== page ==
I’m anything but an anti-stathead. Bill James’ New Historical Baseball Abstract changed my way of thinking about sports forever. The advanced statistical work you can read about at our sister sites Broad Street Hockey and Liberty Ballers is tremendous.
But football is a different game. Team based stats, such as Football Outsiders DVOA and Brian Burke’s now blackboxed Win Probability and Expected Points are excellent, much better indicators of a team’s ability than the raw stats we still lean on. We’ve long pointed out here at BGN that using counting stats to evaluate Chip Kelly’s team is an exercise in futility because of the sheer amount of plays run, that advanced stats, and even simple rate stats, paint a much better picture. We’re not at a perfect level of team based stats, but we’re pretty close.
Individual stats though, we’re in the dark age. And we’ll never step completely into the light. The last few weeks on Twitter, there’s a been a conflict between Scott Kacsmar of Football Outsiders and Eagles fans over Kacsmar’s declaration that Carson Wentz hasn’t been as good as advertised because of his average air yards per throw. It’s a perfect example of the flaw of football statistics for individual players: players don’t have much control.
In baseball there are game plans but ultimately the game is largely a series of individuals performing events. Mike Trout hits home runs because he can hit the cover off a ball and the pitcher threw him a pitch he knock out of the park. What his coaches and teammates do during a game doesn’t contribute to his ability to hit a curveball. Hockey and basketball also have set plays, but a significant amount of the game is played in transition. The Flyers get Shayne Gostisbehere the puck at the point on the power play to take advantage of his incredible slap shot, but when he needles an assist to Claude Giroux from the neutral zone, that’s mostly innate talent.
The NFL doesn’t have that. Nearly everything a player does is determined by their coaches, and by the circumstances of the game. And that’s why air yards is a worthless indicator of ability. It’s a fairly useful descriptor of the philosophy of a team’s offense, but that’s it. When Carson Wentz throws a screen pass that lowers his air yards, he can’t do anything about that. That’s the play Doug Pederson called, and unless there’s something Wentz sees pre-snap that requires him to check out of the play, that’s the play the Eagles are going to run. It’s not Wentz’s fault that Pederson comes from the most screen pass happy team in the league. It’s not Wentz’s fault that none of his receivers can consistently get separation downfield that allow the Eagles to have a more vertical attack. All through training camp, Wentz was airing it out. He’s certainly not afraid to throw deep.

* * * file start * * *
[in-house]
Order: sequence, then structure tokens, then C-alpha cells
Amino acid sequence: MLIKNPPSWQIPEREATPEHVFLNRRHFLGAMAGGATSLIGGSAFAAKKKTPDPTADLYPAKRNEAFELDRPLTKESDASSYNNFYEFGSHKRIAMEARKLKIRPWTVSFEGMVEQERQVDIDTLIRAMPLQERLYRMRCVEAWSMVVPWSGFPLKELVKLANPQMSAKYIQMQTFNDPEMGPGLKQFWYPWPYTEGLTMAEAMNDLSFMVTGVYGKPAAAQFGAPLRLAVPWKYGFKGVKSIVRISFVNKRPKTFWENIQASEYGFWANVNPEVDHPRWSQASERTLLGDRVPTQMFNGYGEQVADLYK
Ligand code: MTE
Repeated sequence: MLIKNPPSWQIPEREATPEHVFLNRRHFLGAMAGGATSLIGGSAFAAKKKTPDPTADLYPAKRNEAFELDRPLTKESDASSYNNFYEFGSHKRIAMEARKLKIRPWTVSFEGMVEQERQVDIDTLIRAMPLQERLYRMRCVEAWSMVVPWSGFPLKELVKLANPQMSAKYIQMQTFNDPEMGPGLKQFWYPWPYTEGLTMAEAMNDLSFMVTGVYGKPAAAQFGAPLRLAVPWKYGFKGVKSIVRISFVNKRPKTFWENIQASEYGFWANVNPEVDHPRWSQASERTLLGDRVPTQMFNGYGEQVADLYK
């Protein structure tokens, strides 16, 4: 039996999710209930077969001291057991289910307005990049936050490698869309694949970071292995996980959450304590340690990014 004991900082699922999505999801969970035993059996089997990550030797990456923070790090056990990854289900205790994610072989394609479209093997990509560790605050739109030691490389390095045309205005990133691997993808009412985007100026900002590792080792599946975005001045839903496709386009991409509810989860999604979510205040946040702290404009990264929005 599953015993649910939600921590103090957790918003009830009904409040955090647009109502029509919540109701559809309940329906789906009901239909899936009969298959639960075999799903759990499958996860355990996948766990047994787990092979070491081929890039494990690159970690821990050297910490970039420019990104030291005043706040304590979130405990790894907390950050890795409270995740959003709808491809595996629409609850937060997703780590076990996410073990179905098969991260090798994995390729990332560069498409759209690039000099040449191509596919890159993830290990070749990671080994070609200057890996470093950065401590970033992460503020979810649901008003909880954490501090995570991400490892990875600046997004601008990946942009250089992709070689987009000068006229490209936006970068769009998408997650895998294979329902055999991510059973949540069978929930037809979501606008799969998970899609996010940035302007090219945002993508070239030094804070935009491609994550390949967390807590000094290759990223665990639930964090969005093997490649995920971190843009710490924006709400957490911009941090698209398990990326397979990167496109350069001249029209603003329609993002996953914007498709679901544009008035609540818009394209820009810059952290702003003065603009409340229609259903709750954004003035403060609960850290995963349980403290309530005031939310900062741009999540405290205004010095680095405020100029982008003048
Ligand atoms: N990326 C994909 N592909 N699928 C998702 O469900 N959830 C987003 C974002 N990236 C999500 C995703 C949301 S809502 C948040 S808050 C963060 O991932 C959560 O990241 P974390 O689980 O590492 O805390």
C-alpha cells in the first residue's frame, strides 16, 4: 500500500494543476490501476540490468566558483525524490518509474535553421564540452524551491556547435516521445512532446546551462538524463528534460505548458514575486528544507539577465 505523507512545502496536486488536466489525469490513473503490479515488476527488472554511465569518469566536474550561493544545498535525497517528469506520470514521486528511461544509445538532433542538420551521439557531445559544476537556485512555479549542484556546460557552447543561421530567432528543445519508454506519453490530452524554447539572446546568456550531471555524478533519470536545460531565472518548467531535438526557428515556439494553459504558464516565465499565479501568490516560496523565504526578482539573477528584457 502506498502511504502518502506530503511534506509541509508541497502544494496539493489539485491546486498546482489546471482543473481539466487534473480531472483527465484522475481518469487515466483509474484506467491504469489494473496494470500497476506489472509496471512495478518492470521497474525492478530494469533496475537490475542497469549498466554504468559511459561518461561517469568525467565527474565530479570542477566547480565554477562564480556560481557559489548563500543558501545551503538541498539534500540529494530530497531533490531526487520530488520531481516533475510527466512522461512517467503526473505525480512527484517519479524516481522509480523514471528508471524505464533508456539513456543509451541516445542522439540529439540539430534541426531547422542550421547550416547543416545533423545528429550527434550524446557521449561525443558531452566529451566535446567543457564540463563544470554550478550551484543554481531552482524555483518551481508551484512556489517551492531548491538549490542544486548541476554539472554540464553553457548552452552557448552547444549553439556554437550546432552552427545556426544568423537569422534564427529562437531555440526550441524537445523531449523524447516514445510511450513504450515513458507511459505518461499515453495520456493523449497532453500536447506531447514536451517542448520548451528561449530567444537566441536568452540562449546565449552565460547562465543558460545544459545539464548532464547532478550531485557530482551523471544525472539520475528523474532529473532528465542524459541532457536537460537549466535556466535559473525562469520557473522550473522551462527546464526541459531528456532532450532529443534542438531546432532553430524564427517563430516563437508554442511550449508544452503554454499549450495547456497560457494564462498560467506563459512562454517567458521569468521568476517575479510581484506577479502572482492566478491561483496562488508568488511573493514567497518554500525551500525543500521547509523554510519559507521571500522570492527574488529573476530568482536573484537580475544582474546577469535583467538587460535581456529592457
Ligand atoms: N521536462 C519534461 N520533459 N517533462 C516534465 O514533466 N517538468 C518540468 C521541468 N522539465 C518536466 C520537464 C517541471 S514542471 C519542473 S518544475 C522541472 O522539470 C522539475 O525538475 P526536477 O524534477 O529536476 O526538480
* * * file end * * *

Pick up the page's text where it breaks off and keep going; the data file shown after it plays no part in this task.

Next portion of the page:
The football statistical revolution is underway, but it’s headed in some wrong directions. Air yards as anything but a descriptor of how a team chooses or is forced to play is a worthless stat, a step above baseball’s runs scored+RBI-HR, and on the same level as +/- in hockey. Pay no attention to it.
1 The Eagles were wrong to start Vaitai, but they’re right to keep him there
The Eagles front office and coaching staff have gotten a lot of things right this year, but starting Halapoulivaati Vaitai rather than move over Allen Barbre wasn’t one of them. But once they did, they had to commit to it. This season is a rebuilding one, and while it could and arguably has cost the team a win, getting Vaitai as much experience as possible to see if he can be a starter at RT is valuable. And pulling a rookie after one game is as surefire a way to destroy his confidence as there is. There’s a good chance Vaitai isn’t the answer at right tackle. But we’ll never know if he just sits on the bench.
2 And they should keep playing the kids
It’s not just Vaitai who the Eagles need to give playing time too. Jalen Mills has had rough starts and needs to be caddied at times, and his future is in the slot due to his lack of long speed, but the only way he’s going to get better is playing. Same with Wendell Smallwood, who has played well in spurts and could use (and looks to get) more playing time. The priority for this offseason should be to get Wentz better weapons and more protection, and they have some in-house candidates to vet first.
3 But they’re also right to make a change
Connor Barwin as a pass rusher just isn’t working. It was entirely predictable. Barwin’s a really good linebacker in a 3-4. As a defensive end, he’s really ineffective. He’s best in space, whether it be in coverage or shooting into a gap created by a defensive lineman, put in a one on one situation and he’s limited. He should be the third most used DE, not the most used DL on the Eagles. Vinny Curry can get to the quarterback, and deserves more playing time. Thankfully, that’s changing starting this week.
4 My right to bare arms
As most of you know, I’m not exactly Sam “Sleeves” Bradford’s biggest fan. On Sunday, he’s probably going to play well and beat the Eagles. Or he could play poorly and still beat the Eagles, he could turn the ball over inside his own 20 twice and the Eagles could walk away with only six points (which you could say about a lot of teams against the Vikings defense) and the Vikings could still romp. Or, best of all of course, the Eagles could win. Either way I’m going to have a very strong reaction. You’ve been warned.
But…. if he plays well, that’s good for my fantasy team!
Desperate times call for desperate measures pic.twitter.com/AjajKbg8Wj— Dave Mangels (@Southern_Philly) October 19, 2016
Tweet of the Week
Back at it pic.twitter.com/nL01alq7IY— fletcher cox (@fcoxx_91) October 20, 2016